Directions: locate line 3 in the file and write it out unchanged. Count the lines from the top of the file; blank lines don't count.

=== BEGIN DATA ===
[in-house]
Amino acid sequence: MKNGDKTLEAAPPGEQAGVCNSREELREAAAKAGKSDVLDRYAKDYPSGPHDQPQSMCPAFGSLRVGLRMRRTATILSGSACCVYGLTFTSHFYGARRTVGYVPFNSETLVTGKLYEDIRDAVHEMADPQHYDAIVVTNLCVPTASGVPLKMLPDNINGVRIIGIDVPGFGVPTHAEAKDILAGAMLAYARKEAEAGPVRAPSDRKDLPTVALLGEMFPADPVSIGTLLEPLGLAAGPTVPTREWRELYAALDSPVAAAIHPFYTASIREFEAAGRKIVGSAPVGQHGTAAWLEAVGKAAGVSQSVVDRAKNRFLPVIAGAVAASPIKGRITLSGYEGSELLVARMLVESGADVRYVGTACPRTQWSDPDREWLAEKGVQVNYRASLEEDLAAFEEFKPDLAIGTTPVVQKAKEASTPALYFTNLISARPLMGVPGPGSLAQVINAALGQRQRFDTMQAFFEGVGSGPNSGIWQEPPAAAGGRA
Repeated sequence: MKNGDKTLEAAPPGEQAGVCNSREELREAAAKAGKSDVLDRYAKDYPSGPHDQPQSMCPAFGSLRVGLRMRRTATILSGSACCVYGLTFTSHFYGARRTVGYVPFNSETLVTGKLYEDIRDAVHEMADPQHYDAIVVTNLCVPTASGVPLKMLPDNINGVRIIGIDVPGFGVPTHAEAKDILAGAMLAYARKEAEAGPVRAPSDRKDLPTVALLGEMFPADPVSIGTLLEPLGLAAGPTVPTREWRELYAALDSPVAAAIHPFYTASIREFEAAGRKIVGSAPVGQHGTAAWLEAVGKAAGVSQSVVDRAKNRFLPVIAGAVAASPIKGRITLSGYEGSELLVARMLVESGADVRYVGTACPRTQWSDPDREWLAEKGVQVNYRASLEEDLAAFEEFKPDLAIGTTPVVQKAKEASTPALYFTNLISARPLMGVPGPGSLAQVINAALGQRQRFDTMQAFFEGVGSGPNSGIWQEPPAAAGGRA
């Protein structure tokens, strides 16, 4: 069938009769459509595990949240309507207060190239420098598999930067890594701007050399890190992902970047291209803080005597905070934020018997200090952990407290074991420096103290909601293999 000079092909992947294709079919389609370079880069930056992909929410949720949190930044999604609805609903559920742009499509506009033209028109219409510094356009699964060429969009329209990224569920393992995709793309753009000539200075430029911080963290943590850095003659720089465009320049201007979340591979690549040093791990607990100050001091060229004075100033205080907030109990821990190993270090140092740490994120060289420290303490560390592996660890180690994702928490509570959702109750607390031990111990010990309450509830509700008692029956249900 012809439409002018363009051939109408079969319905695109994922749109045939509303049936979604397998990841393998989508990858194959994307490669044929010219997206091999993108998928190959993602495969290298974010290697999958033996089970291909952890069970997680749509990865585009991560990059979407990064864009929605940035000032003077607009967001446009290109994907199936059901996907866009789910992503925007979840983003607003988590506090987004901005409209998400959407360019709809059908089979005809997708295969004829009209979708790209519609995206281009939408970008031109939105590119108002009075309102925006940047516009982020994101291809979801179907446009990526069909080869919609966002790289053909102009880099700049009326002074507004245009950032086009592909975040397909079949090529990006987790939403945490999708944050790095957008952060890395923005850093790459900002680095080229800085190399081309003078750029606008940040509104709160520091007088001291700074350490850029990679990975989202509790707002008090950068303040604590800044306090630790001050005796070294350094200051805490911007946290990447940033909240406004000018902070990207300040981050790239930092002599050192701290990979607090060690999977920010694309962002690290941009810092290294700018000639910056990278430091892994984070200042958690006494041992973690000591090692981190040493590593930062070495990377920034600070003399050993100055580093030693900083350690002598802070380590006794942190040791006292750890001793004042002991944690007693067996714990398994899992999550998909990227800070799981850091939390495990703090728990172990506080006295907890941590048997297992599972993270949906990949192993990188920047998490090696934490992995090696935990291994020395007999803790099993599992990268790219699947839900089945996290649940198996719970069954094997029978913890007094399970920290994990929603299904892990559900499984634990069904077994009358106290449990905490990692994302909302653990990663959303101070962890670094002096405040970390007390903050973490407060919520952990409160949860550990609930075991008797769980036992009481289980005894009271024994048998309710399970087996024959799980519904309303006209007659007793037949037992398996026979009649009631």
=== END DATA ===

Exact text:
Repeated sequence: MKNGDKTLEAAPPGEQAGVCNSREELREAAAKAGKSDVLDRYAKDYPSGPHDQPQSMCPAFGSLRVGLRMRRTATILSGSACCVYGLTFTSHFYGARRTVGYVPFNSETLVTGKLYEDIRDAVHEMADPQHYDAIVVTNLCVPTASGVPLKMLPDNINGVRIIGIDVPGFGVPTHAEAKDILAGAMLAYARKEAEAGPVRAPSDRKDLPTVALLGEMFPADPVSIGTLLEPLGLAAGPTVPTREWRELYAALDSPVAAAIHPFYTASIREFEAAGRKIVGSAPVGQHGTAAWLEAVGKAAGVSQSVVDRAKNRFLPVIAGAVAASPIKGRITLSGYEGSELLVARMLVESGADVRYVGTACPRTQWSDPDREWLAEKGVQVNYRASLEEDLAAFEEFKPDLAIGTTPVVQKAKEASTPALYFTNLISARPLMGVPGPGSLAQVINAALGQRQRFDTMQAFFEGVGSGPNSGIWQEPPAAAGGRA